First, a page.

The overwhelming response to the government's crowdfunding initiative, Tabung Harapan Malaysia (THM) or Hope Fund, shows that the majority of Malaysians share the patriotic spirit.
"They can be billed as 'patriotic millionaires','' declared Associate Prof Nurhaizal Azam Arif, a lecturer in International Business and Multinational Enterprise at Hiroshima City University in Japan.
In the United States, the patriotic millionaire label was accorded to individuals who were willing to pay higher taxes or make financial contributions to amend inequalities in society, he told Bernama.
He said the fact that international credit agencies like Fitch have affirmed Malaysia's credit rating at 'A-' with a stable outlook proved that the government has the means to manage the nation's administration and pay its debts.
Nevertheless, the people still wanted to do their part to help the government settle its debts and hence, came about the THM initiative.
Launched by the Finance Ministry on May 30, THM was set up as a trust fund to enable the ministry to manage all contributions and donations in a systematic and transparent manner.
As at 3 pm on June 17, the fund's total collections stood at RM74,695,510.12.
Other similar initiatives
Last month, Finance Minister Lim Guan Eng (photo) had disclosed that the federal government's actual debt and liabilities stood at RM1.087 trillion or 80.3 percent of the nation's gross domestic product, as of Dec 31 last year.
Nurhaizal Azam said the idea for the fund probably came about following public sympathy towards the new government which had to zero-rate the Goods and Services Tax to fulfil a pledge by Pakatan Harapan in its 2014 general election manifesto to abolish the GST.
"The people knew zero-rating the GST will lead to a reduction in income for the government. Besides that, Malaysians may have also wanted to help the government to settle the 1MDB debts without wasting revenue earned from income tax," he said.
Similar initiatives have also been carried out in other countries. In South Korea, for instance, during the Asian financial crisis in 1997 which brought the country to the brink of bankruptcy, the people donated their gold jewellery to help their government repay its loans.
The United States established a fund at the end of 2000 to collect "gift contributions" to reduce public debt. This fund still stands today.
On allegations from some quarters that the people are being pressured to contribute to THM, Nurhaizal Azam said there was no room for polemics as the idea of setting up such a fund came from the people themselves.
"The issue of them being coerced into contributing doesn't arise at all because it is entirely up to the individual to give a donation or not. Such debates even cropped up in the US as there were some who supported the fund while others didn't."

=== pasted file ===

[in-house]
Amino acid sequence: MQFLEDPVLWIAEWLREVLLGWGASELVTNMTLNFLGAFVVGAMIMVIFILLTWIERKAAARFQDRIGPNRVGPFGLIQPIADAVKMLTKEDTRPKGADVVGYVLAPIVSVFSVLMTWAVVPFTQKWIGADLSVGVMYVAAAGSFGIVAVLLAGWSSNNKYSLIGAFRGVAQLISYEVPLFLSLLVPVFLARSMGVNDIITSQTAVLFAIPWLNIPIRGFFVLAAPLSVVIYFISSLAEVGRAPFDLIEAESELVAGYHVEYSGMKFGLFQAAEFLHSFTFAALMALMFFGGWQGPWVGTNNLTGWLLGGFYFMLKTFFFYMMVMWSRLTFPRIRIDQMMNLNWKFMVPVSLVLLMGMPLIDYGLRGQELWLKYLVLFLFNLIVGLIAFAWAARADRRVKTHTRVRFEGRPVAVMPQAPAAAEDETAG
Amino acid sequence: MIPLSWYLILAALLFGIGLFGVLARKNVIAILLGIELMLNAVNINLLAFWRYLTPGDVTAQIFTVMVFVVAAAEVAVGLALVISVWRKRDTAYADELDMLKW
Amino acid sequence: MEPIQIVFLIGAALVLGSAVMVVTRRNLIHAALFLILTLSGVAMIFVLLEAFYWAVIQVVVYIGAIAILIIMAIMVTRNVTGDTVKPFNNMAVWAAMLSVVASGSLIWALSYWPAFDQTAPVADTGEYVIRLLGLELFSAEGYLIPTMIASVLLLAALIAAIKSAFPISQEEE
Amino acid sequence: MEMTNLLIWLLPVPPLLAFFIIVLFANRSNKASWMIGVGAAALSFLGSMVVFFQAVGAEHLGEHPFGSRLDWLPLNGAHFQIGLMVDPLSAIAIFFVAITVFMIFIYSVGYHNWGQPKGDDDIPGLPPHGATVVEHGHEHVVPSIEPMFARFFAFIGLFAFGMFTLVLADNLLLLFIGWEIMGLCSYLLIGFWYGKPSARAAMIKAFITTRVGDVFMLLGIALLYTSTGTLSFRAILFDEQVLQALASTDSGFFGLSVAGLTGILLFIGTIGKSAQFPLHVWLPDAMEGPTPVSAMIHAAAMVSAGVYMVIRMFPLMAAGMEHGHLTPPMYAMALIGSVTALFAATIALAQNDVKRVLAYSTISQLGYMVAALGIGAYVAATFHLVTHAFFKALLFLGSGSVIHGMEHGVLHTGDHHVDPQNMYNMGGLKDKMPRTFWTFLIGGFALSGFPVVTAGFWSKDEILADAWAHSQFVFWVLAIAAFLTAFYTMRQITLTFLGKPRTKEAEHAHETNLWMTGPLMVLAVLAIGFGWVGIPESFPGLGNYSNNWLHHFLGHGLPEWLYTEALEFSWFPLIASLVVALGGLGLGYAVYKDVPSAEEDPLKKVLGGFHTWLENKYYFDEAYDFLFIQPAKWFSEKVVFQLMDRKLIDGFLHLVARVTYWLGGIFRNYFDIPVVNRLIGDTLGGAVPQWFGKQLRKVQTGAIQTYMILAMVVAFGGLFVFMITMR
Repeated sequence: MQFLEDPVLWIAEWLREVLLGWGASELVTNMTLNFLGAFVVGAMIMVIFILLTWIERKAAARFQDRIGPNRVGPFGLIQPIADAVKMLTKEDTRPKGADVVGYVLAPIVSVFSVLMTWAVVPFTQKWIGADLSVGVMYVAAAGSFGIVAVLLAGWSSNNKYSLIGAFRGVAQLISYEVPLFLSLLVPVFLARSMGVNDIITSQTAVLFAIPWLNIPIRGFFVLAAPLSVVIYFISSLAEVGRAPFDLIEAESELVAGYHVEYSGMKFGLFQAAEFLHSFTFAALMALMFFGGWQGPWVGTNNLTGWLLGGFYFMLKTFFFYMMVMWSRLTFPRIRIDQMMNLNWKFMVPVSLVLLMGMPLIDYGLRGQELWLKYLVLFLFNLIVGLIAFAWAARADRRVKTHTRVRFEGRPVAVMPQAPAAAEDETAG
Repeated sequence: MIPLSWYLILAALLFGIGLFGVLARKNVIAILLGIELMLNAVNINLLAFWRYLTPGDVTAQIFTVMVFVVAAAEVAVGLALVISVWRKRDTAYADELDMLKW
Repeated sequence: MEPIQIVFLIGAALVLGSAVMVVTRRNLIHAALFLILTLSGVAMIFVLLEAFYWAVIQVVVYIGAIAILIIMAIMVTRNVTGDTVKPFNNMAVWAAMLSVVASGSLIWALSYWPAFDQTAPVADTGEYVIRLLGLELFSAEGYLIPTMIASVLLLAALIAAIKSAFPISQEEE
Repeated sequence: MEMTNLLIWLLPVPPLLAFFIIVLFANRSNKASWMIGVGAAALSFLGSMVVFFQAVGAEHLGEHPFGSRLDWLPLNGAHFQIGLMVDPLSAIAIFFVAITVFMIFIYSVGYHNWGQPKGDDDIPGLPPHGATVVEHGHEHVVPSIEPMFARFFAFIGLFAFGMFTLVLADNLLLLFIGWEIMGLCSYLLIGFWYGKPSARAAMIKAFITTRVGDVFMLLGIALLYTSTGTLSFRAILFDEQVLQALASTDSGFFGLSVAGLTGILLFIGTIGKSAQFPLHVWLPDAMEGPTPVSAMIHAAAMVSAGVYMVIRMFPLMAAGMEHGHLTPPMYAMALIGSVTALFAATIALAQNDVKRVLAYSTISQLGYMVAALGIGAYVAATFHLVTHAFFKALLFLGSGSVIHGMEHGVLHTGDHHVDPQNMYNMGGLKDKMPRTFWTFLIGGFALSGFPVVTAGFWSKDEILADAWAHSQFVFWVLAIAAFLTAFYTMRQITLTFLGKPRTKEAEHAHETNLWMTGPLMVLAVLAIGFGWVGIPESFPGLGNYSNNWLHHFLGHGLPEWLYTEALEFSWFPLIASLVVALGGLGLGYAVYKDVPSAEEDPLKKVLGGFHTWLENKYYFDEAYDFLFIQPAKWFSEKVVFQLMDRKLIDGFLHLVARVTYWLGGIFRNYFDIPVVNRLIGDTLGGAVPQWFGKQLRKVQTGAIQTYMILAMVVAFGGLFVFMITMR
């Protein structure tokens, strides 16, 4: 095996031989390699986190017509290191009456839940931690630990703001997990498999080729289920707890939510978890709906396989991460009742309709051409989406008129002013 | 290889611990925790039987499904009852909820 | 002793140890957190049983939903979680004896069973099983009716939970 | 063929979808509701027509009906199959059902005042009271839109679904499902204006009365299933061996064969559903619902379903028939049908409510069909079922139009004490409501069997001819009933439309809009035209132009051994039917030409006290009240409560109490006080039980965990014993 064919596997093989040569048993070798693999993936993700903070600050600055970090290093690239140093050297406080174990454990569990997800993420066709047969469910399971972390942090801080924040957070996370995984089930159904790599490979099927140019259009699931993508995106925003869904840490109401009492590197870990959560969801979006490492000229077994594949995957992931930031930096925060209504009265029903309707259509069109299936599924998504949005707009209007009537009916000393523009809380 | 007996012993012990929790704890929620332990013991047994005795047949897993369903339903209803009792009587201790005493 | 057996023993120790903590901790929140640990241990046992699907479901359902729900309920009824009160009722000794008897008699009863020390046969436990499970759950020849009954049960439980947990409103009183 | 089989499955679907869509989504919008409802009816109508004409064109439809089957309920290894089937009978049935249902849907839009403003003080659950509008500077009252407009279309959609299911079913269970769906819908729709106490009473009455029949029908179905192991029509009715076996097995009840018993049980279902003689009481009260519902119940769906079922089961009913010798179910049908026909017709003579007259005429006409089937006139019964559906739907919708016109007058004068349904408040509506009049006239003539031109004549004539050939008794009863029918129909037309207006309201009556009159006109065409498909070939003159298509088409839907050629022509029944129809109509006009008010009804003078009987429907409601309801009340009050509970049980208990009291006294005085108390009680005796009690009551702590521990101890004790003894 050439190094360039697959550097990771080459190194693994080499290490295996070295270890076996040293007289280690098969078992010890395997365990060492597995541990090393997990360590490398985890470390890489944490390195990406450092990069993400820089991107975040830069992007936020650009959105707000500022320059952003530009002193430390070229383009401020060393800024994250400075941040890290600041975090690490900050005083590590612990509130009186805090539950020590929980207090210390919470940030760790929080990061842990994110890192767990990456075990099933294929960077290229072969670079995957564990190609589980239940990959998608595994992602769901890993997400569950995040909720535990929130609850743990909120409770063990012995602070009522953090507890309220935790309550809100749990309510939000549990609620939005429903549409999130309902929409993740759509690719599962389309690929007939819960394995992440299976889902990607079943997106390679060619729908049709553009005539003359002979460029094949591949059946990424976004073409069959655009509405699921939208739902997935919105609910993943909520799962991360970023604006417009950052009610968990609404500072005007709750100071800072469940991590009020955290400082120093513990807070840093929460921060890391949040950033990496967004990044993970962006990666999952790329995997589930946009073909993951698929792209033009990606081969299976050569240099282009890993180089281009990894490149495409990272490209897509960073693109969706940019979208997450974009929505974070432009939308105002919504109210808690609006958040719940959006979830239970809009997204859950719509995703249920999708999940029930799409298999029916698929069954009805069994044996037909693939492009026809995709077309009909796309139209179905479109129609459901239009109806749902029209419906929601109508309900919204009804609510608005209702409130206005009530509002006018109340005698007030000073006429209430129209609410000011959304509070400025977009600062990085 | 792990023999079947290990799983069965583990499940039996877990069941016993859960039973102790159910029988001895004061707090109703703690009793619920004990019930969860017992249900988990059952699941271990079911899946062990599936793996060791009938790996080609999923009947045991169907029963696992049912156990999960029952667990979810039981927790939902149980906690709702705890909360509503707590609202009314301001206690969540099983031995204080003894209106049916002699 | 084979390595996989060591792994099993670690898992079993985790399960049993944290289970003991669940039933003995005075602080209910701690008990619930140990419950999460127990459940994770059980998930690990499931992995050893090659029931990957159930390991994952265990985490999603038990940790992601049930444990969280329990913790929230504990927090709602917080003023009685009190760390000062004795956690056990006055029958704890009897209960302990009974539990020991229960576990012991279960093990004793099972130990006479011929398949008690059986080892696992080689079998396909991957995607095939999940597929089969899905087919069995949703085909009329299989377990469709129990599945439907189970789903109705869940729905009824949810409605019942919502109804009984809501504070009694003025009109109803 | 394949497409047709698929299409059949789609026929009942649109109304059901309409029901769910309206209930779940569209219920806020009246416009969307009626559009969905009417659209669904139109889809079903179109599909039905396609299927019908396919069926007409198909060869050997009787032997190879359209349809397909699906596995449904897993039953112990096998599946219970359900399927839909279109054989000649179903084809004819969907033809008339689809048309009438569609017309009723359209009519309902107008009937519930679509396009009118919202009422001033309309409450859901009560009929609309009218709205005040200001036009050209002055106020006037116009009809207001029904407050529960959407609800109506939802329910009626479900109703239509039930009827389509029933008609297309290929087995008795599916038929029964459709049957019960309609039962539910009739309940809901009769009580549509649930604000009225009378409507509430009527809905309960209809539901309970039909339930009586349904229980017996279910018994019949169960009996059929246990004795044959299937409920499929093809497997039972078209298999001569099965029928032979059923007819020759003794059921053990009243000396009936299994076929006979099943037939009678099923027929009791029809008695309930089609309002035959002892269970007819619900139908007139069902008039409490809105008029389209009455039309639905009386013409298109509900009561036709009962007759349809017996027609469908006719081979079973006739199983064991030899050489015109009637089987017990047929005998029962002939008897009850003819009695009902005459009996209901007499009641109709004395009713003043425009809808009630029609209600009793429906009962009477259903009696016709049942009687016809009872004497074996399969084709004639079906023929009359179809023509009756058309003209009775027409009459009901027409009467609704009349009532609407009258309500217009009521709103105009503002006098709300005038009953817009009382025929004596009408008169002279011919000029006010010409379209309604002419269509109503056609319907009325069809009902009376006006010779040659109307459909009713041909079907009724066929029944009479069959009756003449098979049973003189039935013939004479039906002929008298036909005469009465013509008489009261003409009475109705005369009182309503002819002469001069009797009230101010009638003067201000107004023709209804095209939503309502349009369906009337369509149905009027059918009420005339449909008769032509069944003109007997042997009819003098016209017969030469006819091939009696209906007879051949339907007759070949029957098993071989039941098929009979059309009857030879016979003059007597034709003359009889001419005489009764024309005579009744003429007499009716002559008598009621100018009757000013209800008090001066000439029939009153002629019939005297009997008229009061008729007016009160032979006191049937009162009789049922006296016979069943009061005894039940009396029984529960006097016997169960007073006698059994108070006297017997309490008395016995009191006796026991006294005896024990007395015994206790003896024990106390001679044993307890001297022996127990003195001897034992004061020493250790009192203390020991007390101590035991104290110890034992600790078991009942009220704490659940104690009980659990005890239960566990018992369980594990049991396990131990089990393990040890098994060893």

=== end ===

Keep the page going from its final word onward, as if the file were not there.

He said when people express their desire and willingness to help their country, factors like transparency and integrity would be topmost in their list of expectations of the government.
"A system of checks and balances will be in place if there's transparency of information which, in turn, will smoothen out the process of governing the nation.
"If the government is transparent, the people's trust and confidence will soar and they will grow more patriotic than ever and even be willing to make sacrifices for the country," he added.
When asked for his views on THM, political analyst Md Shukri Shuib said the fund should, by right, be managed by the Inland Revenue Board of Malaysia (IRB) or monitored by Parliament through a special committee comprising MPs.
This is to avoid the impression that THM is just a "sensational political fund", he said, adding that in the next few years the fund's objectives can be enhanced for the betterment of the people and the nation.
Pointing to the tax exemption given to donations made to THM, he said it amounted to "one for the exchange of another" and feared that the fund would become an alternative to IRB.
"The taxation aspect is crucial to building a strong domestic economic system," he said, adding that he hoped the government would not use THM as a political gimmick.
"Pakatan Harapan is now governing this country, hence it should focus on the needs and welfare of the people and no longer play up political sentiments."
International Islamic University Malaysia law lecturer Prof Nik Ahmad Kamal Nik Mahmod, meanwhile, said the establishment of the trust fund to help the government repay the nation's debts has inculcated a sense of responsibility in the young generation who, previously, probably did not care much about national issues.
"At least now the people have started thinking about what they can do for the country, rather than always expecting the government to give them something.
"However, the government still bears the responsibility of taking care of the people's welfare and maintaining peace and harmony in the country, in line with the mandate given to Pakatan Harapan following the 14th general election (on May 9)," he said.
Faizul Akmal Hassan, 39, a private-sector employee, said it was not THM that instilled patriotism and love for the country but the collective spirit of the people in wanting to give their best to the country which was a quality that cannot be bought with money.
"The rakyat's responsibility is not just to be keyboard warriors but to help improve this nation's image and (tell the world) that it is free from corruption, misappropriation of funds and abuse of power.
"I hope our new government will listen to us and take care of our well-being and give hope to the people," added Faizul Akman, who himself has contributed to THM.